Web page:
On March 14 and 15, book lovers from around the country were able to convene at the University of Arizona’s campus to take part in the Tucson Festival of Books, presented by the Arizona Daily Star. Approximately 300 local and internationally recognized authors were attending the event, participating in lectures, interviews and book signings. As a book lover, I was looking forward to attending the festival with my fellow bibliophiles.

Many of the featured authors also teach at the University of Arizona. One author who was at the Tucson Festival of Books is Luci Tapahonso, a professor of American Indian Studies and English at the University. She is an award-winning author and poet and recently published a collection of poems and short stories entitled Radiant Curve (source). Anyone who’s ever seen her in person becomes completely enthralled in her reading because she juxtaposed English and the Navajo language in her works.

In addition to presentations by authors at the Tucson Festival of Books, aspiring writers were able to participate in workshops. The workshops gave these prospective writers suggestion on ways to improve their writing and increase their prospects of being published. Writers could also participate in poetry reading and contests.

All members of the family were also able to participate in a number of activities. There were more than 40 events that cater to children, including presentations, storytelling, arts and crafts, and dance. Many of these activities reflected the diverse cultures that exist in the state of Arizona. Children and their families could take part in bilingual activities in Spanish and the languages of the numerous Native American tribes in the state. This was a perfect opportunity to get children excited about reading.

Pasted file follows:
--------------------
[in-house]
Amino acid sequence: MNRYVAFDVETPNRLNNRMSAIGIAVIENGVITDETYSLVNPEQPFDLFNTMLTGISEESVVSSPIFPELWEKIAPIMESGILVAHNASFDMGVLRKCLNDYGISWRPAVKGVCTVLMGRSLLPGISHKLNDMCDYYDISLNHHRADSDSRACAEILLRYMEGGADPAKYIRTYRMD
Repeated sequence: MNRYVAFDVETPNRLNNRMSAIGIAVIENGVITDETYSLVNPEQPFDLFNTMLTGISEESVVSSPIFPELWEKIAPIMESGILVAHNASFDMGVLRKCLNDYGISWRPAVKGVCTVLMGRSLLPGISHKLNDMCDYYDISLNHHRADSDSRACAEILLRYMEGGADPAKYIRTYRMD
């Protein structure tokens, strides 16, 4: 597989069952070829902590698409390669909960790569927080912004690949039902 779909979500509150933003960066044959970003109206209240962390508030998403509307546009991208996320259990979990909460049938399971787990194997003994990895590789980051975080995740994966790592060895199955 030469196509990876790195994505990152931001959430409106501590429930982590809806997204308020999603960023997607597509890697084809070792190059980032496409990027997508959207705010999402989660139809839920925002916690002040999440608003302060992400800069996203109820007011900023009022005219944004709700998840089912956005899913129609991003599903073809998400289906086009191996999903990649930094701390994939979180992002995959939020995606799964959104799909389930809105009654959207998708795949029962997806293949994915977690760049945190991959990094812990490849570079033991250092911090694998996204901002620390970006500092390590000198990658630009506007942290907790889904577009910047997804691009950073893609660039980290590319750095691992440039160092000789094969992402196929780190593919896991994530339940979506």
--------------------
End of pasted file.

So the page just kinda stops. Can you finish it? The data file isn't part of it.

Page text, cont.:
There were a few activities for teenagers. The Pima County Public Library presented an event called Never-Ending Story and an open-mic poetry reading. Aspiring teen authors had the opportunity to meet published teen writers. Local high school bands also performed at the festival. If teens got bored, they could watch the Dance Dance Revolution competition.

As with any kind of festival, attendees could enjoy food, crafts and other goods when they attended the Tucson Festival of Books. They could also enjoy live music as they walk to the different events at the festival.

One of the great things about this festival is that money from the Tucson Festival of Books supported literacy programs in Southern Arizona.